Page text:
|Abstract:||A transient model was developed to predict the behavior of the vapor compression
cycle of a mobile air-conditioning system. Mobile air-conditioning systems operate in a
transient mode due to variations in compressor speed, variations in condenser air flow rate, and
the controls strategy such as clutch-cycling. We developed a model to simulate start-up
transients, clutch cycling transients, city-driving transients, and shut-down transients including
the following charge redistribution.
Our transient model treats the components in a vapor compression refrigeration system
including the compressor, condenser, orifice tube, evaporator, and accumulator. The heat
exchangers are divided into a series of constant-volume cells. The conservation of mass,
conservation of energy, and conservation of momentum equations are applied to each cell. The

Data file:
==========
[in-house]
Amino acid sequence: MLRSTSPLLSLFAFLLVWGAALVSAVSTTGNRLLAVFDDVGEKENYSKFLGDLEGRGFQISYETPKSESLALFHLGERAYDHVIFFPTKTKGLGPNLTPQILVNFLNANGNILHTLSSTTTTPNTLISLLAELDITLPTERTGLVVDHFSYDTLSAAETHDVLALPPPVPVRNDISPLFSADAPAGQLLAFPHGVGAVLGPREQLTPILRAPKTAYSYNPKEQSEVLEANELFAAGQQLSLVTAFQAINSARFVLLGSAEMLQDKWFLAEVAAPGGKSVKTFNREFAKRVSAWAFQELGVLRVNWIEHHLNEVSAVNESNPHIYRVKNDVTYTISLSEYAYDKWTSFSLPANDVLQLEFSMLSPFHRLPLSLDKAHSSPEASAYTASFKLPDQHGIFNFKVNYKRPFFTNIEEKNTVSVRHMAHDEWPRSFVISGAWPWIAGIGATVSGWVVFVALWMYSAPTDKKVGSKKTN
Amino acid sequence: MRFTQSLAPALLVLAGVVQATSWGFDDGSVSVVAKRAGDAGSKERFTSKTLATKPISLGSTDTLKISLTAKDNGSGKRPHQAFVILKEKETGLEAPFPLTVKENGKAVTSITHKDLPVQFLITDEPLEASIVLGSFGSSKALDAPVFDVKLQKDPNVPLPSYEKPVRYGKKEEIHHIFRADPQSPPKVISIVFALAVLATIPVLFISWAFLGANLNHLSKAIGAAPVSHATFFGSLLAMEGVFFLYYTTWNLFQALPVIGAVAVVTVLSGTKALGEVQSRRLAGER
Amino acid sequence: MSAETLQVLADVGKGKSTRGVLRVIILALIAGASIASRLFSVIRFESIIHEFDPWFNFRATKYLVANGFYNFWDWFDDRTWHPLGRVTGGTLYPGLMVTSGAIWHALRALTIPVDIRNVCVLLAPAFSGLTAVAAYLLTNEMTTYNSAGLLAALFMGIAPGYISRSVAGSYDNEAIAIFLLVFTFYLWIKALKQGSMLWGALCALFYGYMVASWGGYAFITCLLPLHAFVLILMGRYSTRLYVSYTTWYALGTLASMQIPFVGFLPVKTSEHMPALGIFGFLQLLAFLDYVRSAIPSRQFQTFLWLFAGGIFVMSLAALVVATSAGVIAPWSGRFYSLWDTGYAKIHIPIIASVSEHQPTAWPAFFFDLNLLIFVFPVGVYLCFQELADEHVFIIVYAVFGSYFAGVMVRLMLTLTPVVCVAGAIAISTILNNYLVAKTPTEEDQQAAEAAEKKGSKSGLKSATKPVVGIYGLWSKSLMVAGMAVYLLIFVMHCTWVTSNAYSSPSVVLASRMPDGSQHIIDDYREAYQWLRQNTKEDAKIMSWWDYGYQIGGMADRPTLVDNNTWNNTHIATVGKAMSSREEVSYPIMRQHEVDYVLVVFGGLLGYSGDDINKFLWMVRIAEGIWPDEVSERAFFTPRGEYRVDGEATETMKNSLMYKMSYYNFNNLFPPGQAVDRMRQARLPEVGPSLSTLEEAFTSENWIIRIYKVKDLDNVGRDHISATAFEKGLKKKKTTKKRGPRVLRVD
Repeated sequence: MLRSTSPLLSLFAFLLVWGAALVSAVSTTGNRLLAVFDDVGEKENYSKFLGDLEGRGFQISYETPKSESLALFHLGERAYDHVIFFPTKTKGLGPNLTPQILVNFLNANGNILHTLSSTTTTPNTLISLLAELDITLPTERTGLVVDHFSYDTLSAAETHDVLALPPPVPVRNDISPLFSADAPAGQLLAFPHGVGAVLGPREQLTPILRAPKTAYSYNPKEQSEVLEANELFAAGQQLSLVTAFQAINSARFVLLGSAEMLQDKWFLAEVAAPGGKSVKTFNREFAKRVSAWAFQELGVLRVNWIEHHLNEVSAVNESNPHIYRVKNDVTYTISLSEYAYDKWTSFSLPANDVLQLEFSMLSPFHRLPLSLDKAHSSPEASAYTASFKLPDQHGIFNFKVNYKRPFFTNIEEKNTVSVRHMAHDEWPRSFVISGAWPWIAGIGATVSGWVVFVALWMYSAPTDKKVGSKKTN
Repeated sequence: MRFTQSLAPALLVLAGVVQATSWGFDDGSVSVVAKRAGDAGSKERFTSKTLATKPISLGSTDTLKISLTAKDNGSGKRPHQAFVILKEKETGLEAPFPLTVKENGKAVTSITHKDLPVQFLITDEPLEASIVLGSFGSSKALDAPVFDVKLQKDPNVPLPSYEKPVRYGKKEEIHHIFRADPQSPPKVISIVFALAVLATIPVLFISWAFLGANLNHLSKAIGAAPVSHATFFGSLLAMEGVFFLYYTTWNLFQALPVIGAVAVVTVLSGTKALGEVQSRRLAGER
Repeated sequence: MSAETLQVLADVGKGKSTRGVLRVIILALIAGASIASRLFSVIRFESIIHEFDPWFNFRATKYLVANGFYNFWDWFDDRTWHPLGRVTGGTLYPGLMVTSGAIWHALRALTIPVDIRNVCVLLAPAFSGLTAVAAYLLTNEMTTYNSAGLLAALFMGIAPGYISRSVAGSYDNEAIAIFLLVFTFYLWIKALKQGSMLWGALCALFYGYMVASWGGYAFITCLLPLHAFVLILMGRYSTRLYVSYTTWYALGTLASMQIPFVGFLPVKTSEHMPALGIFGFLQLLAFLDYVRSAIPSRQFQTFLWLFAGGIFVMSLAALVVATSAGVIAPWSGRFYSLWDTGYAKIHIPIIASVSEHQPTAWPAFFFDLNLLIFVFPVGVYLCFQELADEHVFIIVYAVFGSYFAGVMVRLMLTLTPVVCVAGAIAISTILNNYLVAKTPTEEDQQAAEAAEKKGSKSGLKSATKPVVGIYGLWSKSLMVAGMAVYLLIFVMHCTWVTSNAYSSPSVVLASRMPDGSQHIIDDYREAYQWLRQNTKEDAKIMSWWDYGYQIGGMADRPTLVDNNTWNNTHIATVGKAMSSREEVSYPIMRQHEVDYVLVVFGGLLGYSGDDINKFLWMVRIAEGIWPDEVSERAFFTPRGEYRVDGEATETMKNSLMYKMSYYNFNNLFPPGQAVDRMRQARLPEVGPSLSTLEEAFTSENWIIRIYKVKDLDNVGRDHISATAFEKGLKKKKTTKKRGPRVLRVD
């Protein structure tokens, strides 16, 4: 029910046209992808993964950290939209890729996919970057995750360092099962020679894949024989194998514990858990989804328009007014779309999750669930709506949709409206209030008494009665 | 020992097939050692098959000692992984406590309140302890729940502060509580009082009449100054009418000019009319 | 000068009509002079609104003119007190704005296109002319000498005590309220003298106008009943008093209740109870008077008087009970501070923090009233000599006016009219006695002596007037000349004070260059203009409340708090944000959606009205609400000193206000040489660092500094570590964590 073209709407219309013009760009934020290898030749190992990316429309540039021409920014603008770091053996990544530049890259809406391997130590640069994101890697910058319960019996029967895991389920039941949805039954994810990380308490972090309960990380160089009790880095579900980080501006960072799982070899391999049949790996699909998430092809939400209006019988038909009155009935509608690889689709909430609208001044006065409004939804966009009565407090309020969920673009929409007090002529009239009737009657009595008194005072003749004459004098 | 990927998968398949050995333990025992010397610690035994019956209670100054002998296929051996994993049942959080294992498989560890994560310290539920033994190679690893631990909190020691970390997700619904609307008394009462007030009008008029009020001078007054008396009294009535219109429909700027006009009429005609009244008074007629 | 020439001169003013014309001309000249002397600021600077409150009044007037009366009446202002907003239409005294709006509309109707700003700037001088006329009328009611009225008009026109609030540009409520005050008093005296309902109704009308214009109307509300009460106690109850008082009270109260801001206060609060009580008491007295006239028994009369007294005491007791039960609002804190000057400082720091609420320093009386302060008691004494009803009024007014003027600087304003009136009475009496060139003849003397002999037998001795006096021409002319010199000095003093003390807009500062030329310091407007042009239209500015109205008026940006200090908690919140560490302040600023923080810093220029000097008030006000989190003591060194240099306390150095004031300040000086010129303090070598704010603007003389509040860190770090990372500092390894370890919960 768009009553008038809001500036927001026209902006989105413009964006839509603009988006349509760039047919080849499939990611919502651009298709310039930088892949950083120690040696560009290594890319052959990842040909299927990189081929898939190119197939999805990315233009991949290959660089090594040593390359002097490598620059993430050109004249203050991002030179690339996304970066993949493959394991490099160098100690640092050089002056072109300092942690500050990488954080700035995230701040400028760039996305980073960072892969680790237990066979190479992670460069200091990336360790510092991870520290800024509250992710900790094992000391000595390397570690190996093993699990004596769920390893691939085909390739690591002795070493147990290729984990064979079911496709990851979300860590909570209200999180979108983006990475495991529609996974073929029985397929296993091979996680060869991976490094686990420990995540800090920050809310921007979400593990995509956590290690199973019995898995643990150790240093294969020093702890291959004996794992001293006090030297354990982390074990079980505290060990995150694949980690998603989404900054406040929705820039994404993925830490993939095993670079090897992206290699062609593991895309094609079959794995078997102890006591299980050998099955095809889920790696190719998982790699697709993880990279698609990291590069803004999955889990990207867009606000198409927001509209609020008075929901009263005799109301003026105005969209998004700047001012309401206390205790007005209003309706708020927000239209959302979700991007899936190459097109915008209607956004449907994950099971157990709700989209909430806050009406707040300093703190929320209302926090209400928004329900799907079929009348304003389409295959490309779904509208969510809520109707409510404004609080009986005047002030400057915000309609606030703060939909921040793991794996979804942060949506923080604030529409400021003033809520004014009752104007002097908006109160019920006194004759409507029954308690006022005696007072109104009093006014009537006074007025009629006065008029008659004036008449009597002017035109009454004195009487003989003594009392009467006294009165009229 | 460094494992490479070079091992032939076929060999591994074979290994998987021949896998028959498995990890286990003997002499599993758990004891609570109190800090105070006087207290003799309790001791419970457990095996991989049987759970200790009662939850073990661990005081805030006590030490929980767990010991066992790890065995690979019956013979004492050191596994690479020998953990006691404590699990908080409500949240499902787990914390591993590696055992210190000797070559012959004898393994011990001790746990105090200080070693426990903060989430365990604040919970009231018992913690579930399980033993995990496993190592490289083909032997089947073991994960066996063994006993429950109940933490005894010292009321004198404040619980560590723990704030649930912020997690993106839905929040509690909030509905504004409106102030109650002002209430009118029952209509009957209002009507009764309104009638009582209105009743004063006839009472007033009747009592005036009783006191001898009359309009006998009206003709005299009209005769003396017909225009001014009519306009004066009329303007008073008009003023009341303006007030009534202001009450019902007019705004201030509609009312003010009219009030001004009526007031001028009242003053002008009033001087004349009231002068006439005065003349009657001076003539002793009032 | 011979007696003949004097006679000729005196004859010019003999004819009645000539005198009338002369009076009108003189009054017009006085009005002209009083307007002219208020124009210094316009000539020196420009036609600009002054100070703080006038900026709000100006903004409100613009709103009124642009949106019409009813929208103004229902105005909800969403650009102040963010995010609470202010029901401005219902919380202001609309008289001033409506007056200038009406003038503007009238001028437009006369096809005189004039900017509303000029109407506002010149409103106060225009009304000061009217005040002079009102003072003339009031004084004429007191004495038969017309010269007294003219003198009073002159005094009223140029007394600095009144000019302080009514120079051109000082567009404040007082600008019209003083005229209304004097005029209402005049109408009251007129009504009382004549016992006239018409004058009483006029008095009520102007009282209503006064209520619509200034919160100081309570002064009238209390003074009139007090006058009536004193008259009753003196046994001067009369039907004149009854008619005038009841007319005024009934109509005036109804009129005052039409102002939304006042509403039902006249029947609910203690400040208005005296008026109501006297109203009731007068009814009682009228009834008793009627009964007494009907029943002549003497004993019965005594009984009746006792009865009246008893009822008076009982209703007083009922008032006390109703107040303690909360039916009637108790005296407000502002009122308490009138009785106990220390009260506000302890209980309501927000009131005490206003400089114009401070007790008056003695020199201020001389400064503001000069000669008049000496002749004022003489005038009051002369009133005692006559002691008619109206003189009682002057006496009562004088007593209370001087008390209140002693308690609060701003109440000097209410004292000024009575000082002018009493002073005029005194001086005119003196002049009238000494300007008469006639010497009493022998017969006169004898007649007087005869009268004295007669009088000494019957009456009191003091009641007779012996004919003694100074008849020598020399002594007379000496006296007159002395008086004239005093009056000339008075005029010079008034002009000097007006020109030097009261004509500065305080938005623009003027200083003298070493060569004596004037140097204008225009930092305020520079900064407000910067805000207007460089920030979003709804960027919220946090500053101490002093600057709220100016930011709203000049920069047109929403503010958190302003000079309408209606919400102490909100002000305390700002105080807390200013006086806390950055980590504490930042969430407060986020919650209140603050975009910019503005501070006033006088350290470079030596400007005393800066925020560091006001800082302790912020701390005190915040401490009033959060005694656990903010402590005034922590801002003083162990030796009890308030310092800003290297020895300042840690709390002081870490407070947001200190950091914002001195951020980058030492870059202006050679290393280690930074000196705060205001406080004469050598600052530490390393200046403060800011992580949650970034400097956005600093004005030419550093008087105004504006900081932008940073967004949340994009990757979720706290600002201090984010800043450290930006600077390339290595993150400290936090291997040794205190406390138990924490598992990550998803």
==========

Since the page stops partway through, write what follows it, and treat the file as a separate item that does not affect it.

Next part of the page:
number of cells and/or the volume of the cells can be changed between simulations in order to
change the resolution of the model. The accumulator model is a modification of the heat
exchanger model which constrains the outlet to always be vapor. The orifice tube model and
the compressor model are semi-empirical.
The model is validated with steady-state and transient data obtained from a test facility
specifically designed to simulate mobile air-conditioners. The steady-state model predicts most
of the system parameters to within ±15%. The transient model predicted the behavior of the
city driving cycle, compressor shut-down, compressor start-up, and clutch-cycling simulations
An important part of the system model is calculating the refrigerant properties correctly.
We developed refrigerant property routines to the calculate equilibrium thermodynamic
properties in the liquid, vapor, two-phase liquid-vapor, and supercritical region using the
Modified-Benedict-Webb-Rubin equation of state. Our property routines accurately solve for a
given output property for applicable combinations of input properties. They also accurately
predict whether the refrigerant is in the single-phase or two-phase region. The property
routines agree extremely well with the experimental data found in the literature.